Government looks transitional rather than transformational

Jacinda Ardern promised a “government of transformation” in her Speech from the throne in November, but so far it looks more transitional, according to Colin James.

I hear  some transformational talk but mostly see tinkering walk.

ODT: Govt looks transitional at this stage but could yet be transformational

Jacinda Ardern’s Speech from the Throne in November promised a “government of transformation”. After six months in power, it looks more like a government of transition – to the post-baby-boom generations.

The last transformational government was Labour’s in 1984-90: an independent foreign policy, a start towards biculturalism, renovated environmental and constitutional law and a market economy open to an economically globalising world – and abruptly to a much more unequal society, a tax system favouring the well-off and an electorate so angry it changed the electoral system for the better.

Ardern insists her transformation will avert the 1980s damage and insecurities. Also, she said in Berlin last week, it was not just a transition to younger generations but a “just transition” to the 2020s, when technology would kill many jobs.

Is she on course?

Far more talk than walk so far, and much of the talk is vague.

Next month’s Budget provides a platform. It will restate the fiscal parameters and will devote large sums to begin to address funding gaps after Bill English’s “more with less” turned to “less” last term, particularly for health, housing and infrastructure.

Critics say Robertson is exaggerating, echoing all new Cabinets’ “discovery” of a “fiscal crisis”. Actually, Robertson talked up the “crisis” pre-election.

But fixing shortfalls is not transformation – or even transition.

Neither, so far, are the dozens – or scores, depending what you count – of reviews, working groups, strategies and so on. They open issues up rather than open up “bold” (another Ardern word) new vistas. For example, the education review reads more like adjustments to the 2010s than anticipation of the 2020s “gig”, “sharing”, robotised and artificial-intelligence economy.

So, too, for the tax working group. Its terms of reference – and Sir Michael Cullen’s 2000s “third way” background – rule out some big matters, including a real land tax and fixing the mess of tax, rebates, allowances and phase-outs at the bottom end.

They skirt around wealth, the core factor in embedded inequalities through the privilege it confers via untaxed inheritances. Likewise, the distortions that drive people to invest savings in houses and the attack on disposable income a high GST imposes on those at the bottom.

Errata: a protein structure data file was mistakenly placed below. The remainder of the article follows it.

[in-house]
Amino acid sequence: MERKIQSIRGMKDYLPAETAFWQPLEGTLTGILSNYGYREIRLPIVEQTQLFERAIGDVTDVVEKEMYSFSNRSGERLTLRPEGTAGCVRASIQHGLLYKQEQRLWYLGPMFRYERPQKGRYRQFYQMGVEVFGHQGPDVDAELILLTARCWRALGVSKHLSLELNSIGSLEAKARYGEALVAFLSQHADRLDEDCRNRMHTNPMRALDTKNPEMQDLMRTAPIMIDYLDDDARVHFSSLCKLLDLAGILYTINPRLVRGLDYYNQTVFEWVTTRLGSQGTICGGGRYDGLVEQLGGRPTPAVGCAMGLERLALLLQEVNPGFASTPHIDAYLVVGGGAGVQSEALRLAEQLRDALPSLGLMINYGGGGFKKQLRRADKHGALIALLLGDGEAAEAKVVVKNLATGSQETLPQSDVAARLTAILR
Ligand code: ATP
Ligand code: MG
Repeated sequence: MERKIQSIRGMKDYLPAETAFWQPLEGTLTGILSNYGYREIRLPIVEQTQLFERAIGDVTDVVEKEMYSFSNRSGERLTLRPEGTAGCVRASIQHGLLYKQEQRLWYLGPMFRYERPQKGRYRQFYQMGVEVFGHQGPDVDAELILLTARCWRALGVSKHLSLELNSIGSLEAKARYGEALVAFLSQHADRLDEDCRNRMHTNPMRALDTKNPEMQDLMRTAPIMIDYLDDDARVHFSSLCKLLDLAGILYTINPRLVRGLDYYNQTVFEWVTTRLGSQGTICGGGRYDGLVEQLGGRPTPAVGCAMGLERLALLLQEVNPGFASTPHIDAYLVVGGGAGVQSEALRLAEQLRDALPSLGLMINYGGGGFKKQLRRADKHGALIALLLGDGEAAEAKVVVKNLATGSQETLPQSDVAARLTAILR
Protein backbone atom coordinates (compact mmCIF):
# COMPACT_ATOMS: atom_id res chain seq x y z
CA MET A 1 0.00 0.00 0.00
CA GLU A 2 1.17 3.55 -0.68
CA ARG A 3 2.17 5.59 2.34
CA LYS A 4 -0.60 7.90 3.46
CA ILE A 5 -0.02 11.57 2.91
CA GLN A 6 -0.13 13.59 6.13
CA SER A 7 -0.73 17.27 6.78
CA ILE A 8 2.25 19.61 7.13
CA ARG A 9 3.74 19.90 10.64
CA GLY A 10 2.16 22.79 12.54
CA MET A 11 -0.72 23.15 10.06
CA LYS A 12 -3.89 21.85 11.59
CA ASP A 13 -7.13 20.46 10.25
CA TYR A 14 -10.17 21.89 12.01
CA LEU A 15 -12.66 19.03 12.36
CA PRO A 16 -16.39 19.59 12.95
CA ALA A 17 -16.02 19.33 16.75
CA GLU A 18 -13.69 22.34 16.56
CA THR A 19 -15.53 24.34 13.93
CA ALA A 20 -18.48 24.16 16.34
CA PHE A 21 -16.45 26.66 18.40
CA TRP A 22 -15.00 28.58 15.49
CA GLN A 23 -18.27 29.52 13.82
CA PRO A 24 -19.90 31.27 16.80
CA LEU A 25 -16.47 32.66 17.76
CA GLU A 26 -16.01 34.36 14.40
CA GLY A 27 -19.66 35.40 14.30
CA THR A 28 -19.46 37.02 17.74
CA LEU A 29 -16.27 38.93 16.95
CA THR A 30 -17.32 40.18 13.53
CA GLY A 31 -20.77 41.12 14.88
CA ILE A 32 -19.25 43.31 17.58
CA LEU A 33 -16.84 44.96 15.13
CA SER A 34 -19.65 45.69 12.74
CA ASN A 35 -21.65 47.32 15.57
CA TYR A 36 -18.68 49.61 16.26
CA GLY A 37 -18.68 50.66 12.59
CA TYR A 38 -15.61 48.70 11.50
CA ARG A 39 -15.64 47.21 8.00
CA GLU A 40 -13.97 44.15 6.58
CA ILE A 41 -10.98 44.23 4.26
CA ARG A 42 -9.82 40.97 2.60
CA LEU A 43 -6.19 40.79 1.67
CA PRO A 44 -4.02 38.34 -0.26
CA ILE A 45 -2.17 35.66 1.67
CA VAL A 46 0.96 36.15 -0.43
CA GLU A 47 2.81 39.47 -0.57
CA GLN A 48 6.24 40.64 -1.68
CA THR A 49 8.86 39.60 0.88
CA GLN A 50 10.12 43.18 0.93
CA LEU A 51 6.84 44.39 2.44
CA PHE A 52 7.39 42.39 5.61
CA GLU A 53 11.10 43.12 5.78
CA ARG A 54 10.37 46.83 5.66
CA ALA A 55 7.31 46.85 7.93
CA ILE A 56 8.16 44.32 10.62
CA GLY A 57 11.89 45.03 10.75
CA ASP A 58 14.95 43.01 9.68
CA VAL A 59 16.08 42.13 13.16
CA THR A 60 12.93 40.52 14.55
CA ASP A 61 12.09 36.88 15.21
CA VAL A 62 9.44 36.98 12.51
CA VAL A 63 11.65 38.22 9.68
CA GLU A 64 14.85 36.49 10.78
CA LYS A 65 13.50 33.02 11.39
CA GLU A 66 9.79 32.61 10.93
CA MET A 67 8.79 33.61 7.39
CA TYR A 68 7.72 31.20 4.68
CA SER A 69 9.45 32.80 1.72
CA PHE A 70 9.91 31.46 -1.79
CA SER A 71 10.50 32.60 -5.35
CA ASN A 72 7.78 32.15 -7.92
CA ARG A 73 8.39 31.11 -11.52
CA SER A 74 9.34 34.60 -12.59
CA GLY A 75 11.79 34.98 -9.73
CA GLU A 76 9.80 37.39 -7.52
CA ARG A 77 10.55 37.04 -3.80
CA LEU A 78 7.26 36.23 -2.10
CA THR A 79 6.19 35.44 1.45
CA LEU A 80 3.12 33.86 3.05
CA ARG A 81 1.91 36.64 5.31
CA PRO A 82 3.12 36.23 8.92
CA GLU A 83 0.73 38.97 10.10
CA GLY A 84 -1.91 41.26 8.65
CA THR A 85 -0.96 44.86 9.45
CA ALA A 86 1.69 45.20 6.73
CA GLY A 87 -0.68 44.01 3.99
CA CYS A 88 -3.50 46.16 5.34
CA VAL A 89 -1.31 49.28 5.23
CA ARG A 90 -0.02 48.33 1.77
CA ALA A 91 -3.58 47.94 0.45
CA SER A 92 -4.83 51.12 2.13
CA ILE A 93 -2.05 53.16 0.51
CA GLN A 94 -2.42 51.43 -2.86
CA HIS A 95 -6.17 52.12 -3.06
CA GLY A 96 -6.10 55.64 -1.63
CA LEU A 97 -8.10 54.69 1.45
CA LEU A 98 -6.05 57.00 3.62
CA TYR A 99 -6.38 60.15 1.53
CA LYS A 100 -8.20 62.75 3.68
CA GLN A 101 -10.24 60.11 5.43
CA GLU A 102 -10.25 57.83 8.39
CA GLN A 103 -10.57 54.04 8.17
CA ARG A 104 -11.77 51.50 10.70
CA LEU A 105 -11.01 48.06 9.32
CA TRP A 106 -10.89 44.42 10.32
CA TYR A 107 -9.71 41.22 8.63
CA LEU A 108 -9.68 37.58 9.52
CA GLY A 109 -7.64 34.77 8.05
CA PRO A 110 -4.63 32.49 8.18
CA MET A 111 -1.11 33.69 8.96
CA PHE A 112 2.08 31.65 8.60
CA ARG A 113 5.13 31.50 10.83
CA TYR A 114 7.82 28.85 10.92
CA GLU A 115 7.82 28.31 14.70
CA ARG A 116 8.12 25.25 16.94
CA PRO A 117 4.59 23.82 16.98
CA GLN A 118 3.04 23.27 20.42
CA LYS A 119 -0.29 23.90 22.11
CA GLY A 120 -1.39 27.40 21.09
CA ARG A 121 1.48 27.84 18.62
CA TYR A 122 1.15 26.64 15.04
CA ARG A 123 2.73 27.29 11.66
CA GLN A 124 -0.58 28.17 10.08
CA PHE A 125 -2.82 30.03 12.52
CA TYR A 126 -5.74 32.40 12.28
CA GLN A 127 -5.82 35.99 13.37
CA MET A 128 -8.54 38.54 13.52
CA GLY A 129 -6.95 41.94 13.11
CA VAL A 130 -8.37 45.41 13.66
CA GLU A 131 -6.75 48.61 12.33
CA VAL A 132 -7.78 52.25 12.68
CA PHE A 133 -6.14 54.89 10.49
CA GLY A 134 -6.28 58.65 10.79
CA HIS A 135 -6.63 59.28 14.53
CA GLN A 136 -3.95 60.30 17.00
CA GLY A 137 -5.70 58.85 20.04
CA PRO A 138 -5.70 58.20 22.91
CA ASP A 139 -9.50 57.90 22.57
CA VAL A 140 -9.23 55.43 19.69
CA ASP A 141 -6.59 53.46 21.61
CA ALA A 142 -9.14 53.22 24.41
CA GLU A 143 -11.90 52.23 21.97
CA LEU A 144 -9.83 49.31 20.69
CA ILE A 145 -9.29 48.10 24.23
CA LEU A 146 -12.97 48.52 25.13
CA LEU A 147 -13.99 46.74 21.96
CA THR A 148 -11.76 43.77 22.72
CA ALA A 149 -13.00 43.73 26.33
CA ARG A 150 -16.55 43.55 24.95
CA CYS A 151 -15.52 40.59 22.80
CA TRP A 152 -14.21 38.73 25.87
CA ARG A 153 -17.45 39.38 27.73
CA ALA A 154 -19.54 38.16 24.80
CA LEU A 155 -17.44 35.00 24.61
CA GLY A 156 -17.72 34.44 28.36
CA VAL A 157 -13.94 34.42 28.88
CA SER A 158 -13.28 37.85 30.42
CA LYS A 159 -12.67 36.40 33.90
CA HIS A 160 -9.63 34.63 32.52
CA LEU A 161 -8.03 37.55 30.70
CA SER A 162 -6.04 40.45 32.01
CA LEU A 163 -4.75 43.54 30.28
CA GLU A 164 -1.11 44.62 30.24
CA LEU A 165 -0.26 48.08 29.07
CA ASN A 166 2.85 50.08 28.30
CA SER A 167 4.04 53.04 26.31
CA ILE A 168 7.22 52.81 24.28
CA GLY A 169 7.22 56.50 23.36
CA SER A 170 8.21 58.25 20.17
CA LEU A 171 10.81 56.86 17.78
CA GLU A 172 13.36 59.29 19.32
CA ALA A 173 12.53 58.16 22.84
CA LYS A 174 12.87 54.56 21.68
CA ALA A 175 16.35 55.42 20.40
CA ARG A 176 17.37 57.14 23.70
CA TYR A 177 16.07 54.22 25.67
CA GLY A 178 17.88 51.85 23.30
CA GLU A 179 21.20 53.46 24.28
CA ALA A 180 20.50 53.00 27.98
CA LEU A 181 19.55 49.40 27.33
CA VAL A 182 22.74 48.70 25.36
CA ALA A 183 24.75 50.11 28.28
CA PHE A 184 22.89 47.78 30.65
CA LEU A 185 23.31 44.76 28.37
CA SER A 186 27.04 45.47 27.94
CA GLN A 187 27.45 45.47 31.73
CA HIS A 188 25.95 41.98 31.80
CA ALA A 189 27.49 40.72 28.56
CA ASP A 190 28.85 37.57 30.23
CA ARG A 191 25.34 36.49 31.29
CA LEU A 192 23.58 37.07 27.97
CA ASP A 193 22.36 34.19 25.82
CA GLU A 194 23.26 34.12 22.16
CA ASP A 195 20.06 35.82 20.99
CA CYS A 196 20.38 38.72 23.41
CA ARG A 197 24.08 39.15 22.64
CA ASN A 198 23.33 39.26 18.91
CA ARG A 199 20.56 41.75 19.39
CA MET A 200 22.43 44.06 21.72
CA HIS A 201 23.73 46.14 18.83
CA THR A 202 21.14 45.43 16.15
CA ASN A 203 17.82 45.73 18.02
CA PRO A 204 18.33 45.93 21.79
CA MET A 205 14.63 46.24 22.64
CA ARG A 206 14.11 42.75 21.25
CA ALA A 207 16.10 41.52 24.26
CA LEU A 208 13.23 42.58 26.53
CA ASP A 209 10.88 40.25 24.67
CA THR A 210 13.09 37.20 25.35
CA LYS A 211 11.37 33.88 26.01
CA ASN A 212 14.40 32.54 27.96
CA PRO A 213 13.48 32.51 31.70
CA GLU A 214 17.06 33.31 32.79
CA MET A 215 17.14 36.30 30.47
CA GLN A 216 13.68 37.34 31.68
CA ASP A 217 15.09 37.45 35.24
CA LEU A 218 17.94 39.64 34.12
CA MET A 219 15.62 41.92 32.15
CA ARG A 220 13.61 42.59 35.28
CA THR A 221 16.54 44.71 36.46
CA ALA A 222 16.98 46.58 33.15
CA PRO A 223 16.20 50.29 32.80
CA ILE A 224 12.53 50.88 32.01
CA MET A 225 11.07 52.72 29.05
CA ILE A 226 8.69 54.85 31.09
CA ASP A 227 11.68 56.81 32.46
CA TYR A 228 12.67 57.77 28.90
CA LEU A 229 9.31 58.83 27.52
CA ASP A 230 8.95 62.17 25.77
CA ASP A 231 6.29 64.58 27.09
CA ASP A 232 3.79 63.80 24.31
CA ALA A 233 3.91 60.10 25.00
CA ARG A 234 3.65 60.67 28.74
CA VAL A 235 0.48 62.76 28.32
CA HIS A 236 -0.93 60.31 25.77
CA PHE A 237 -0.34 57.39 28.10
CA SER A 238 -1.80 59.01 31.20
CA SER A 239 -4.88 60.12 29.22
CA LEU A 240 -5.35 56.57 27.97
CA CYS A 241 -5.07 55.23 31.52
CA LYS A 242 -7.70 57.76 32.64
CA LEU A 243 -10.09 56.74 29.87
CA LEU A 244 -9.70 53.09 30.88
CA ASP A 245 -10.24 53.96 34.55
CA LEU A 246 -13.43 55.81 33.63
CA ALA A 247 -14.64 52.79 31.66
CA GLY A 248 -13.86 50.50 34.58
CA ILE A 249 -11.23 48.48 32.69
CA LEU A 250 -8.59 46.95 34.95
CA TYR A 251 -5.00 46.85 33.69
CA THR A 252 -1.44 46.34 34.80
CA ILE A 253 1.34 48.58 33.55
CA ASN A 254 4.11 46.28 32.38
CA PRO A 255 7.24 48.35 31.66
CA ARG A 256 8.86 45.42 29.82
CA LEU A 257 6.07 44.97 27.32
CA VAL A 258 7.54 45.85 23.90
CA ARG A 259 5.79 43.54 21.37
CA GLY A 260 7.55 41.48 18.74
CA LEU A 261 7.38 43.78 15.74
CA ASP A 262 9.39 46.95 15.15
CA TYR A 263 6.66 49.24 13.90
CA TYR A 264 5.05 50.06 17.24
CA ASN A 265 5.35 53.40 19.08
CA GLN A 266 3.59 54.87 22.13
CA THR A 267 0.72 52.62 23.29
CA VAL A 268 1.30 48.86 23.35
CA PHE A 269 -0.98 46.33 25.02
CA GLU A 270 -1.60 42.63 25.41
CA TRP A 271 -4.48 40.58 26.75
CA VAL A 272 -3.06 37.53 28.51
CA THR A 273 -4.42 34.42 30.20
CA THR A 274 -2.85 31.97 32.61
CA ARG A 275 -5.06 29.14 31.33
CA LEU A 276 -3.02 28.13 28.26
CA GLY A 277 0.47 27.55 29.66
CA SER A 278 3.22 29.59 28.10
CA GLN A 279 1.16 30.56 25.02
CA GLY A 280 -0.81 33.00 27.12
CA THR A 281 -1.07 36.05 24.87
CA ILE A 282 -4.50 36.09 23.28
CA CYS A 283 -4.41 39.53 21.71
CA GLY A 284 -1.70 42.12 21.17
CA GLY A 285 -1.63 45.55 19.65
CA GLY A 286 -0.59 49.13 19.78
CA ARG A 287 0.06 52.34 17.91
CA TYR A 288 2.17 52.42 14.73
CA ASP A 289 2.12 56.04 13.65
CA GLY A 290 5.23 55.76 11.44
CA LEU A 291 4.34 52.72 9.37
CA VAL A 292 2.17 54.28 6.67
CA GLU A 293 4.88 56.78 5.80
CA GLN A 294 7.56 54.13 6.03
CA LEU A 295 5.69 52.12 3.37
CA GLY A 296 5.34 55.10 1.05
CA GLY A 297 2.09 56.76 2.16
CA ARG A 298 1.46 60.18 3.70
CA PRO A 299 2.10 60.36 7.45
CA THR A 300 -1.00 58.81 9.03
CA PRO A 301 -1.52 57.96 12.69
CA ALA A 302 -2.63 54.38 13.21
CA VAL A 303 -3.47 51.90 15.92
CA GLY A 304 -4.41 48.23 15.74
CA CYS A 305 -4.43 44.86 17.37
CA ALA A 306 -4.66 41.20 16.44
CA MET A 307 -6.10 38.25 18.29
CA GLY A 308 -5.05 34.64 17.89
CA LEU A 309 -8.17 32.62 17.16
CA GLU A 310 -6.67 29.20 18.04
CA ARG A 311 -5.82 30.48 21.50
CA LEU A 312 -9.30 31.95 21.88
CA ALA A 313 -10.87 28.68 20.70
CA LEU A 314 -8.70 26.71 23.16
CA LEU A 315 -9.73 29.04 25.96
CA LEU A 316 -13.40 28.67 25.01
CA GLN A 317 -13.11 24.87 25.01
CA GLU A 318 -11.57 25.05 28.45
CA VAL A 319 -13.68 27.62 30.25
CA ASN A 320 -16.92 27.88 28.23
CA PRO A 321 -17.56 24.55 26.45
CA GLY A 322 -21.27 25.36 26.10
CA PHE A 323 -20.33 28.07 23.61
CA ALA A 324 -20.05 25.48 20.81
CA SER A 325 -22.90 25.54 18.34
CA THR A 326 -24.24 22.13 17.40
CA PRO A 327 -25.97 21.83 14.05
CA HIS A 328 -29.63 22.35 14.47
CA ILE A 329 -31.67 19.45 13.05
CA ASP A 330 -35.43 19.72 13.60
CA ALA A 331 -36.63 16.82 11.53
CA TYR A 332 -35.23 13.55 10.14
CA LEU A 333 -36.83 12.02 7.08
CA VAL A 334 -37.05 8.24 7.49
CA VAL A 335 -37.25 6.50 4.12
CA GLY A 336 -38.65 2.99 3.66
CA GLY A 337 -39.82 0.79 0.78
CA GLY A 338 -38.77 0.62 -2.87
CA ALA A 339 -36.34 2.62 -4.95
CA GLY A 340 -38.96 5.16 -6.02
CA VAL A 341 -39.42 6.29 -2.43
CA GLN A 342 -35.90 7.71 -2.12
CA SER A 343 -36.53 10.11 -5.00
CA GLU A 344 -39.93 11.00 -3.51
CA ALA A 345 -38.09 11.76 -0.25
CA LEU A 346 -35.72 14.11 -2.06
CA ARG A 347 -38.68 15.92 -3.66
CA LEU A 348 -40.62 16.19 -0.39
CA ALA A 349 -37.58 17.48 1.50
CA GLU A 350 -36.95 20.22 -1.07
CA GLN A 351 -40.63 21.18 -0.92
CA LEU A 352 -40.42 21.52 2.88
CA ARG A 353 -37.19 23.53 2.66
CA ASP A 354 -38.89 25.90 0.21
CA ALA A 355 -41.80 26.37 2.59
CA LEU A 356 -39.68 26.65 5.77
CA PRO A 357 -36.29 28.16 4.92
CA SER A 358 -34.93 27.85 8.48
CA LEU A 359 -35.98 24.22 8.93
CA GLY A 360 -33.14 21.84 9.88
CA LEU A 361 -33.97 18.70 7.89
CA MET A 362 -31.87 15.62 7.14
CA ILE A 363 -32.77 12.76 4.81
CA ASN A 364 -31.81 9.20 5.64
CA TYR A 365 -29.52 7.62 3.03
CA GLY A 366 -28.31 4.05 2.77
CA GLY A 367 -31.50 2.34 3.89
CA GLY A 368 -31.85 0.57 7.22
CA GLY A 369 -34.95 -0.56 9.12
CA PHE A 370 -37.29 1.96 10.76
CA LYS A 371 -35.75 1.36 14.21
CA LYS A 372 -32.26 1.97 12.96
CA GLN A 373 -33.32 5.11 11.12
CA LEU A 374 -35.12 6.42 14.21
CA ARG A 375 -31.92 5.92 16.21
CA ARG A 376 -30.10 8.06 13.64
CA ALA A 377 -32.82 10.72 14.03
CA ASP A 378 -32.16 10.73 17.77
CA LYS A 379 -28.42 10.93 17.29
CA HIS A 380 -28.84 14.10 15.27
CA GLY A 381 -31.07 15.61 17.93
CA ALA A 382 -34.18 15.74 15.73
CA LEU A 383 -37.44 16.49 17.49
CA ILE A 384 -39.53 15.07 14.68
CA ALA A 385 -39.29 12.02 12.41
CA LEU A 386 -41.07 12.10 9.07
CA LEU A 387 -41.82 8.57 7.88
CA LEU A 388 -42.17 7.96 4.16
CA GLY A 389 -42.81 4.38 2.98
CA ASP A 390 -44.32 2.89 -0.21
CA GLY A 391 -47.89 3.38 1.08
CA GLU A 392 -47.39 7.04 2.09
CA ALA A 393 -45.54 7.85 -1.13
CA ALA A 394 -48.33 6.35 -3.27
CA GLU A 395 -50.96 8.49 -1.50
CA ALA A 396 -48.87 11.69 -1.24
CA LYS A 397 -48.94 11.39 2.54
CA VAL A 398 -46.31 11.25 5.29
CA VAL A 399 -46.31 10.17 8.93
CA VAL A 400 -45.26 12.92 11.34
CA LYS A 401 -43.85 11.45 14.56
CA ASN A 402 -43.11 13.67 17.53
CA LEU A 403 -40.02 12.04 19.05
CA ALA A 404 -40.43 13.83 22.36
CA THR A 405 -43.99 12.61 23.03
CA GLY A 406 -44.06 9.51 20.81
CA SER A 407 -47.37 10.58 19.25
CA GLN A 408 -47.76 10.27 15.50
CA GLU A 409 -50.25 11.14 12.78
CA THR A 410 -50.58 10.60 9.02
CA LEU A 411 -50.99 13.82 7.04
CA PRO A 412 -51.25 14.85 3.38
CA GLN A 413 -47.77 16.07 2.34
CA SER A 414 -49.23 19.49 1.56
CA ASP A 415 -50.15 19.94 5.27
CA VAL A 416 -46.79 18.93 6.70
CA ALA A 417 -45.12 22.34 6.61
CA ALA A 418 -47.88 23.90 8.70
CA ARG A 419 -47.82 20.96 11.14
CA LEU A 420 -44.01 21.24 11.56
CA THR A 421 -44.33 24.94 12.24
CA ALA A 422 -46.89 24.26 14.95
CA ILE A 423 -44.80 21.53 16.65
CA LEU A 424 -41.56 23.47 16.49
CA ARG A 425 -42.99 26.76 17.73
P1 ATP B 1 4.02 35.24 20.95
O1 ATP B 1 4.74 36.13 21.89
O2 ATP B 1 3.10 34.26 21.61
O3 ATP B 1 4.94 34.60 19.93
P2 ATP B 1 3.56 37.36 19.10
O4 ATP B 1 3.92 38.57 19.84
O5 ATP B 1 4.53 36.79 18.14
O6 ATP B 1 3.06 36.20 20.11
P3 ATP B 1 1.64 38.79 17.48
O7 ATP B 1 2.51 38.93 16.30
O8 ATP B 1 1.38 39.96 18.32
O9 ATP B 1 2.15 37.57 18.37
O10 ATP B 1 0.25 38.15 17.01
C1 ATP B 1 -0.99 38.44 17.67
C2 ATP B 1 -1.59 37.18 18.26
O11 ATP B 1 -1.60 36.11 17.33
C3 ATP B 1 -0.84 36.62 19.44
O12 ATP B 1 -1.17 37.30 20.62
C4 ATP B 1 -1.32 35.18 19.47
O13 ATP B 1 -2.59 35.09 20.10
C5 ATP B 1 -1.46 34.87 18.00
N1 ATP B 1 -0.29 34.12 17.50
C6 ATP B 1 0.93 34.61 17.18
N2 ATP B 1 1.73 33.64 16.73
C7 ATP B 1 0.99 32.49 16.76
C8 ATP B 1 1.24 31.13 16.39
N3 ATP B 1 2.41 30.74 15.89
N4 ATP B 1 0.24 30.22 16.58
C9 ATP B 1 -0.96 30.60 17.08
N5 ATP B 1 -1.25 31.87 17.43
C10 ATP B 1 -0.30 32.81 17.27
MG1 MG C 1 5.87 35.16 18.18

So, fix-it, not transformation.

The tax and welfare system has become a complex behemoth. Tinkering with tax with as many exceptions and targets is at this stage looking nothing like transformational.

And plans on welfare reform have been hinted at but are yet to be revealed.

But what if Cullen’s report next year lists those gaps and suggests a “phase 2” deeper rework of our 1980s tax system to gear it to the 2020s?

A tax “phase 2” could point to a transformational second term, if Ardern, Robertson and co really mean it.

Also transformational would be real policies that step on to the path to net-zero-carbon emissions by 2050. The ban on new offshore oil and gas exploration (Ardern calls it a step along her “just transition”) is gesture, not transformation, since pumping could go on for decades.

The budget will give a better picture of how much transforming rather than tinkering the Government is prepared to initiate, but we will also have to wait until the many working groups and committees have reported back and decisions made.



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  1. Blazer

     /  May 1, 2018

    come back in 3 years…6 months a tad early to make any…call.

  2. Zedd

     /  May 1, 2018

    Jacinda may have said Transformation.. ‘It wont happen overnight.. but i will happen’
    “LETS DO THIS !!” 😀

  3. PartisanZ

     /  May 1, 2018

    Fourth Labour (Rogerednomics) was transitional while it was being ‘transformational’ …

    So was First Labour (1935 – 49), “Responsible for the realisation of a wide range of progressive social reforms during its time in office, it set the tone of New Zealand’s economic and welfare policies until the 1980s …”

    Sixth Labour may do both as well …?

    Who knows what the next three years could bring?

    Typical falsely manufactured EITHER/OR issue, when both is actually the case.

    “Daily Attack Topic”?

    • Kitty Catkin

       /  May 1, 2018

      Not three years now, thank goodness.

      • PartisanZ

         /  May 1, 2018

        I agree, they probably have 5-and-a-half years up their sleeve …

        • Gezza

           /  May 1, 2018

          Hard to say. The election won’t be decided by Trevor Mallard. 😉

        • Kitty Catkin

           /  May 1, 2018

          No, it will just feel like it .

          • Kitty Catkin

             /  May 1, 2018

            Like five and a half years, It will feel like dog years.

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